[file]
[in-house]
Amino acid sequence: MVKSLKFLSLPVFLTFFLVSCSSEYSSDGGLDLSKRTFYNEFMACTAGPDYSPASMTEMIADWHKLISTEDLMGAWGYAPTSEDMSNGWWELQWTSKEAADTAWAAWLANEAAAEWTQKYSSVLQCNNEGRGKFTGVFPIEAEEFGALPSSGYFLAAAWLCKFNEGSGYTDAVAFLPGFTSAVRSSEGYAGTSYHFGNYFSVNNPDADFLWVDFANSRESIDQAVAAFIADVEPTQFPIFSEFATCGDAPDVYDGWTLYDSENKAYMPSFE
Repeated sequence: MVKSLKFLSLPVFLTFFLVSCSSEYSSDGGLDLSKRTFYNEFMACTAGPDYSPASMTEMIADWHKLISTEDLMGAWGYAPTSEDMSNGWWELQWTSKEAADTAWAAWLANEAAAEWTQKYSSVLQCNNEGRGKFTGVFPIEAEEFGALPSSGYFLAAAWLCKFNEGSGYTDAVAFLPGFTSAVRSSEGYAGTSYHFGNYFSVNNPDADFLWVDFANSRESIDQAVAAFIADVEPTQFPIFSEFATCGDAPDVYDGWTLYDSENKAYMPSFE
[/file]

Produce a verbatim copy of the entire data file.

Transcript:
[in-house]
Amino acid sequence: MVKSLKFLSLPVFLTFFLVSCSSEYSSDGGLDLSKRTFYNEFMACTAGPDYSPASMTEMIADWHKLISTEDLMGAWGYAPTSEDMSNGWWELQWTSKEAADTAWAAWLANEAAAEWTQKYSSVLQCNNEGRGKFTGVFPIEAEEFGALPSSGYFLAAAWLCKFNEGSGYTDAVAFLPGFTSAVRSSEGYAGTSYHFGNYFSVNNPDADFLWVDFANSRESIDQAVAAFIADVEPTQFPIFSEFATCGDAPDVYDGWTLYDSENKAYMPSFE
Repeated sequence: MVKSLKFLSLPVFLTFFLVSCSSEYSSDGGLDLSKRTFYNEFMACTAGPDYSPASMTEMIADWHKLISTEDLMGAWGYAPTSEDMSNGWWELQWTSKEAADTAWAAWLANEAAAEWTQKYSSVLQCNNEGRGKFTGVFPIEAEEFGALPSSGYFLAAAWLCKFNEGSGYTDAVAFLPGFTSAVRSSEGYAGTSYHFGNYFSVNNPDADFLWVDFANSRESIDQAVAAFIADVEPTQFPIFSEFATCGDAPDVYDGWTLYDSENKAYMPSFE